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Maccabees details nearness of God

Tuesday, July 30, 2019 - Updated: 10:18 am

QUESTION: At work, I got into a discussion with a non-Catholic friend. I mentioned the lessons found in the Book of Maccabees. I know he reads the Bible, but said he never heard of the Maccabees. What is the story of those biblical books?

 

ANSWER: The two Books of Maccabees are found in the Old Testament in the section frequently described as the historical books (in Catholic Bibles). In most Protestant versions of the Bible, the two Books of Maccabees are not found or are found in a special section called “the apocrypha.”

These biblical Books contain accounts of events surrounding the attempted suppression of Judaism in Palestine in the second century before Christ (175-134 B.C.).

Most conquerors of Palestine disregarded religious matters provided that taxes were paid and no rebellion occurred. King Antiochus IV (175-164 B.C.), however, was different, and attempted to compel all his subjects to worship Zeus and the other Greek gods. In 167 B.C., he ordered an end to the sacrifices Jews offered at the Temple in Jerusalem. He also decreed that Jews were no longer permitted to observe the Sabbath. He attempted to force Jews to eat foods forbidden by the law, and set up altars to the pagan gods and forced everyone to sacrifice at them.

While some Jews complied with these demands, many others did not. Opposition was strongest in the hill country and in the deserts. In pursuit of complete compliance, the king sent soldiers into a remote region and demanded that the local priest (Mattathias) and his five sons offer sacrifice on a pagan altar. They refused to do so and killed the soldiers, destroyed the pagan altar and fled further into the hills. There, they formed an army to fight for their faith. The father was soon killed in the initial battle, but three of his sons became leaders of the resistance.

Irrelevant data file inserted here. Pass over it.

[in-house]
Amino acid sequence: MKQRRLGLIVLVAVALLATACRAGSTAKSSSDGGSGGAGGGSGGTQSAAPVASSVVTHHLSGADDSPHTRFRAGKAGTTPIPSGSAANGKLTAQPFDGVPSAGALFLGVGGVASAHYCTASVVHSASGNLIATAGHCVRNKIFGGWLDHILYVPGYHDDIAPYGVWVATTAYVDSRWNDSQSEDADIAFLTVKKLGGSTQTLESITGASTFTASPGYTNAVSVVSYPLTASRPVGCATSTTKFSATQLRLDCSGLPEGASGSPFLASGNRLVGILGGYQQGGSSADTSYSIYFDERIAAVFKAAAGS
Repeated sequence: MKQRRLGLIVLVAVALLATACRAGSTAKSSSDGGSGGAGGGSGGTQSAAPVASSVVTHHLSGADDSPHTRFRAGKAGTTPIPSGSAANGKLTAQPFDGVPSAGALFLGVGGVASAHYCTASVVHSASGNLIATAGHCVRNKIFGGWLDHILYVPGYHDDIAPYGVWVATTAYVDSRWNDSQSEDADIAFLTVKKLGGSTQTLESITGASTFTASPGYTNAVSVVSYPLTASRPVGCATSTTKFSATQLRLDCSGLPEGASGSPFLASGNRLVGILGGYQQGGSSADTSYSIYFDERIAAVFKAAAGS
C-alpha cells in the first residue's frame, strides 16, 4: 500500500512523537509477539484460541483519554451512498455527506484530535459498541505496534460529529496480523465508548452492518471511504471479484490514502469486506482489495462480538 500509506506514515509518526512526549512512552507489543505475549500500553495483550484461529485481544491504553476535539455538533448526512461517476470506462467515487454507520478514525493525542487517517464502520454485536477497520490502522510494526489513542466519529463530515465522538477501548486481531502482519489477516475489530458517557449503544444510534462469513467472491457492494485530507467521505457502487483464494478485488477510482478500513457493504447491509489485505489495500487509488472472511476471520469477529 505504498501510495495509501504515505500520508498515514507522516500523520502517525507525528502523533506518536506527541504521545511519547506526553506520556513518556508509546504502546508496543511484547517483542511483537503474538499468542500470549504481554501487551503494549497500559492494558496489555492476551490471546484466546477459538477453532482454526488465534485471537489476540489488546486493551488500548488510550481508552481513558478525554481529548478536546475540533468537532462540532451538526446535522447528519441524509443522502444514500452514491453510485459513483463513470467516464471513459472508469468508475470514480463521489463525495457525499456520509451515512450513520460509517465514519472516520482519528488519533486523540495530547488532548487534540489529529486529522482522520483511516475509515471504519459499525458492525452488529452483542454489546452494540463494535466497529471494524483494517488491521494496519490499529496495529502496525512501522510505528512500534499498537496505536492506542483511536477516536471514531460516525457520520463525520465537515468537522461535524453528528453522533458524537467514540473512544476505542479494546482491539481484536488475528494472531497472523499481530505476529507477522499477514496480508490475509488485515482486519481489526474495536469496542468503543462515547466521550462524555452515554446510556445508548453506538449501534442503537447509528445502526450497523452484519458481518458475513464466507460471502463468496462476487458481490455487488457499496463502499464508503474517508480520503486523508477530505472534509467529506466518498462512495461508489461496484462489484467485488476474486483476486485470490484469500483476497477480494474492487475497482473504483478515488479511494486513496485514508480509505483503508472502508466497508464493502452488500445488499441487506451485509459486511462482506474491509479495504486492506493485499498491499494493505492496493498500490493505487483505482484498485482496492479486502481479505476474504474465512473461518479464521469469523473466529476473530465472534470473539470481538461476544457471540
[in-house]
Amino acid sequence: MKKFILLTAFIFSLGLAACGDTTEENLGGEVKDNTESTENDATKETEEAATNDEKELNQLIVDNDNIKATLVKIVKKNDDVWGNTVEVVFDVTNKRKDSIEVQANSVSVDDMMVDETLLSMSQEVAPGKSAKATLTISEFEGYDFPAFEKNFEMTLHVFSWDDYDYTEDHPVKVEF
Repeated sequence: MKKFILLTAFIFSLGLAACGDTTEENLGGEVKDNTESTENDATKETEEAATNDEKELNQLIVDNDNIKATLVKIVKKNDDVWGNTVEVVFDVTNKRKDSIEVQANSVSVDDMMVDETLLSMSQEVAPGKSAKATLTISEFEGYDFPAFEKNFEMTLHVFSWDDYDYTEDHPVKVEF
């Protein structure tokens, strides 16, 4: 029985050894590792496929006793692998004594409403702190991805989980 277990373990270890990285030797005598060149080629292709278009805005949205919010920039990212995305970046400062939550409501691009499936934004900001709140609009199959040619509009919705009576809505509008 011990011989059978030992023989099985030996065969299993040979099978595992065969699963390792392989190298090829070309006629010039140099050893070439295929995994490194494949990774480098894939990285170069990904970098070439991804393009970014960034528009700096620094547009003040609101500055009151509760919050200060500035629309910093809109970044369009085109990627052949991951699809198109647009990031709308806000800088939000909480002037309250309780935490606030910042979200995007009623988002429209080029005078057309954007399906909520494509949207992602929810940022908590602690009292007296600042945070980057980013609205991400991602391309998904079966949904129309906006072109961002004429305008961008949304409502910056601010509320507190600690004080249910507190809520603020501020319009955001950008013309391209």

Judas Maccabee was the eldest of the sons and led the resistance from 166-160 B.C. He succeeded in forming a close-knit, heavily armed band. It defeated the troops of Antiochus IV, won back Jerusalem and re-established daily sacrifice in the Temple. Upon the death of Judas, his brother, Jonathan, led the resistance into the desert in order to regroup. While there, he was tricked into meeting with the enemy and was taken prisoner and executed. Another brother, Simon, then rallied the Jewish army and became strong enough to win certain concessions from the oppressors.

The First Book of Maccabees offers the chronology and details of these events. The Second Book of Maccabees is more of a reflection on their signif­icance. There, the author focuses on the Temple and its priesthood, and attempts to explain the nearness of God to the people. The author stresses such things as resurrection from the dead (7:9-11 and 14:46), intercessory prayer (15:11-16), and the assistance that the living can offer the dead by prayer and sacrifice (12:38-46).

These books contain moving narratives about faith-filled men and women of unshakable principle. They speak of a people who came to know the nearness of God in the midst of suffering. These Old Testament books speak to many people who suffer for their faith in our day.

  

Father Bober is administrator of the grouping that includes St. Kilian in Adams/Cranberry townships and Holy Sepulcher in Glade Mills.


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